A similar instrument on the product design tools list can be Maze. It is a rapid testing platform that allows building simple tests and validating prototypes. Maze has handy integrations with Figma, Adobe, and Sketch.
Tools for collaboration with developers
At some point, it is time for the designer to share their work with developers. Guess what, there are tools for such cooperation, too. Zeplin is collaboration software for product teams to share work. It supports Figma, Sketch, and Adobe XD designs.
Zeplin automatically generates specs, assets, and code snippets. So there’s no need to manually write out sizes or margins, type the copy, export icons. It saves a lot of time for designers. Developers love it too. Also, designers can share their design system with the team. They can create style guides linking them to multiple projects. This way developers can easily reference the design system.
These days most design platforms such as Figma, UXPin, InVision Studio offer convenient solutions to collaborate with developers. So the need to pass files and directions manually remains in the past.
Neat documentation tools
Part of the smooth team’s workflow and an important instrument in the product design toolkit is a perfect documentation tool. Many companies around the world trust Google Workspace (former Google Suite). We chose another neat and simple documentation tool - Notion. This is a project management system where you can manage tasks and projects, create docs and notes and collaborate in real time. Its minimalistic design and intuitive structure make Notion one of our favorite tools for project documentation.
As an alternative, there is Atlassian product Confluence which works similarly and has great integration with Jira.
The product designer toolbox wouldn’t be full without communication tools. Successful teams communicate constantly. Popular recommendation service Wirecutter named Slack the best messaging platform for teams. We at Eleken use Slack every day. This instant messaging platform for teams is very work-focused. Slack can be used for calls and has great culture-based functions that create a great work mood. The benefit for designers is that Slack has integration with Figma.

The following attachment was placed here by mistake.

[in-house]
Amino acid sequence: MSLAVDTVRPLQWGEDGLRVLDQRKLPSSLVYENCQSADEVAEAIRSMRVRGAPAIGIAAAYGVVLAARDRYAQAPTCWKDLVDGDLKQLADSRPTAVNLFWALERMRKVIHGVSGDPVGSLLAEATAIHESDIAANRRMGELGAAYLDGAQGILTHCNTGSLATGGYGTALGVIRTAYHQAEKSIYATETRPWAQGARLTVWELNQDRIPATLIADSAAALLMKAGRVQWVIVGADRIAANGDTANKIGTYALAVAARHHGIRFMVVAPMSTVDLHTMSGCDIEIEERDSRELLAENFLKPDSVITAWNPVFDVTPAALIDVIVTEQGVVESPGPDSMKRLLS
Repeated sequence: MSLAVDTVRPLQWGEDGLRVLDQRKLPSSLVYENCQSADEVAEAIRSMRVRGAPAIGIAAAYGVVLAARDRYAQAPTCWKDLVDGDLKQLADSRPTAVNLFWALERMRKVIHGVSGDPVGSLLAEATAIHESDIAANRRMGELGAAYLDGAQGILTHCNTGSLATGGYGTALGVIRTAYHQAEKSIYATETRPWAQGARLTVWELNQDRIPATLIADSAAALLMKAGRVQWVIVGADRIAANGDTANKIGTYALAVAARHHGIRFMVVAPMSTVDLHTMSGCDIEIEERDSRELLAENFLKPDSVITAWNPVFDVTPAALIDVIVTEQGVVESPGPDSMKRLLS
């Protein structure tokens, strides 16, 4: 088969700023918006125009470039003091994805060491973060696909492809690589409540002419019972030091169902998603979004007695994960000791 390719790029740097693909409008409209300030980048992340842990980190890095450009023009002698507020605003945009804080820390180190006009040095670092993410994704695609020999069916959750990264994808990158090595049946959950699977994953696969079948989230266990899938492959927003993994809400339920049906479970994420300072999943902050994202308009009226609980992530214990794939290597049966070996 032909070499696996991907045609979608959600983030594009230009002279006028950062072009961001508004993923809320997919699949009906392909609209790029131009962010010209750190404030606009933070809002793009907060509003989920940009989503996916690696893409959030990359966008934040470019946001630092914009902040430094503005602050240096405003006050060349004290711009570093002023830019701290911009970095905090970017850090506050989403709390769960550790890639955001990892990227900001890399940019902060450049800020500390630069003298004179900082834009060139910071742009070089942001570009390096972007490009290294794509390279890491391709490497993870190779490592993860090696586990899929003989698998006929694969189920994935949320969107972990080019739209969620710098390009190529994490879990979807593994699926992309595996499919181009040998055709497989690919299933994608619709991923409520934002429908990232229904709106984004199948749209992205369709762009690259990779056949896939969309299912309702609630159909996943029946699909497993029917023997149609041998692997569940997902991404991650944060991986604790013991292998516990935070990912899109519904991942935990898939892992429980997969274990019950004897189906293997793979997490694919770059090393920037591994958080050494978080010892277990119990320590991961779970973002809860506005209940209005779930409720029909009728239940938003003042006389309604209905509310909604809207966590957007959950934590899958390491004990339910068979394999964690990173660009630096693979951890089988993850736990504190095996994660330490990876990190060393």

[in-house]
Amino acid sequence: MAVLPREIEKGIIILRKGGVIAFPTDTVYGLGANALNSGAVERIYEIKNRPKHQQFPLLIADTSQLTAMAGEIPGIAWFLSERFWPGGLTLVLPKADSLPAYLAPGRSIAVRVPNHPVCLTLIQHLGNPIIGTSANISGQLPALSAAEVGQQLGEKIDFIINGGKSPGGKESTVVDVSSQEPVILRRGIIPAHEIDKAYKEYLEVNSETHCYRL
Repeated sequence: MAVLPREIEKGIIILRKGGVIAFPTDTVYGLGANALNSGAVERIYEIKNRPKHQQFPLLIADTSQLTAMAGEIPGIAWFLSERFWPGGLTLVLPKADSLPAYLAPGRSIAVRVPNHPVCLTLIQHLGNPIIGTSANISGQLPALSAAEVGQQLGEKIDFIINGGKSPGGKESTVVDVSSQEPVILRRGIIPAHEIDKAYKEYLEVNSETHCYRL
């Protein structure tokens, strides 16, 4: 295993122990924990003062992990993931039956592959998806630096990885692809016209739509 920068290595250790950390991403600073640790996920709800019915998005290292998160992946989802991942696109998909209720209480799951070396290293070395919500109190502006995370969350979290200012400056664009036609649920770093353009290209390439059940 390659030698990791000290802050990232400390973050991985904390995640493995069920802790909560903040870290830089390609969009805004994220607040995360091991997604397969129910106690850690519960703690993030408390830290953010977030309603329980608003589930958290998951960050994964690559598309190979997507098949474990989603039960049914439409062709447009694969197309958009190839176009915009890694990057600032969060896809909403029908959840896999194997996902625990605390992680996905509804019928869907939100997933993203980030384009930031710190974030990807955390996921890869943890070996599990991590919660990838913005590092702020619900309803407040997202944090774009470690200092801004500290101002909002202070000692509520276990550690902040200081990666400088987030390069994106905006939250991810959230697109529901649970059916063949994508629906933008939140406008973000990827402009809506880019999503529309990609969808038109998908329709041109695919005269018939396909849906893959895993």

If you are looking for alternatives to Slack, try Rocket. Chat. It is a communication platform for communication. Through Rocket. Chat the team can talk not only to each other but also to customers and vendors. The tool is fully customizable and is well-known for its high data protection.
Task management tools and time trackers also make the work of product designers more effective. There are lots of them on the market. Toggle, Asana, Jira, Trello, and Todoist are the most popular. Try which one works best for you and manage your team, your own time, and tasks like a boss.
To sum up
Digital product design is a complex process. But with the right set of tools, it becomes smooth and more effective.
The tools above are not the full list, they have proven to be effective by the product designers community and our team. But before selecting any of them, we suggest testing them by yourself and choosing the one that works best for your team. Handpick a tool for every stage of the design process, and don’t forget to add to your product design toolbox documentation, communication tools, and task trackers.